Climate change and air quality concerns have pushed clean energy up the global agenda. As we
make the switch to new, cleaner technologies and fuels, our experiences of using power, heat and
transport are going to change, transforming the way we live, work and get from A to B.
Is this to be the end of the fossil fuel era?
As we transition to reduce greenhouse gas emissions increased use of hydrogen will be one potential option.
So why hydrogen?
Hydrogen makes no SOx or particulate matter at the point of use. In fuel cell applications, it also makes no NOx.
The advantage of using hydrogen as an energy carrier is that, when it combines with oxygen, the only byproducts are
water and heat.
No greenhouse gases are produced. So when made with low-carbon electricity or CCS, it also reduces CO2.
Hydrogen is a fundamental chemical element – one of life’s building blocks. It is the simplest
and most abundant element on earth. Finding naturally occurring hydrogen is very rare, however,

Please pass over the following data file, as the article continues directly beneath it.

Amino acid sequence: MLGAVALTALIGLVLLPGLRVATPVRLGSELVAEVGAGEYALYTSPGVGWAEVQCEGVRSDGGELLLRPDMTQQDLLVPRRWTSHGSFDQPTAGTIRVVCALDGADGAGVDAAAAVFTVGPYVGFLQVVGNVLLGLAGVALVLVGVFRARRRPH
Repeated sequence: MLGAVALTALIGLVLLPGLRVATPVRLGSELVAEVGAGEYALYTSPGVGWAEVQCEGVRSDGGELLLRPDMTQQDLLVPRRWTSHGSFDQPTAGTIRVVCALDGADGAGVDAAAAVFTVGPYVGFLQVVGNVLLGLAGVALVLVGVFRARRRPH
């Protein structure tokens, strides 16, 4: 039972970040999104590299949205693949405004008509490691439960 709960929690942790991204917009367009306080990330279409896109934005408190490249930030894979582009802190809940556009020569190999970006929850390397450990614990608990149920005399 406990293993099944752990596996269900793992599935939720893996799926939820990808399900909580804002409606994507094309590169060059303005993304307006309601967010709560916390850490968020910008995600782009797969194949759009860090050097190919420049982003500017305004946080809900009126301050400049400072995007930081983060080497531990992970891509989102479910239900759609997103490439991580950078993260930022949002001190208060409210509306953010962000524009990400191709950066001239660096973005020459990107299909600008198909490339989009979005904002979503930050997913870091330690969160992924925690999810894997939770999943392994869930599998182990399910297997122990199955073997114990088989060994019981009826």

as it is highly reactive and forms chemical bonds with many other elements. As a result, there
are huge amounts of hydrogen bound up in common substances, such as water, methane and propane.
Why now for hydrogen?
Hydrogen has had many false starts over the past 50 years, but the time may finally be right.
The world’s largest oil & gas companies are investigating ways to cut emissions
Nations are examining ways to make cuts in emissions and address public sentiment
Banks and other financial institutions want to be associated with lower carbon projects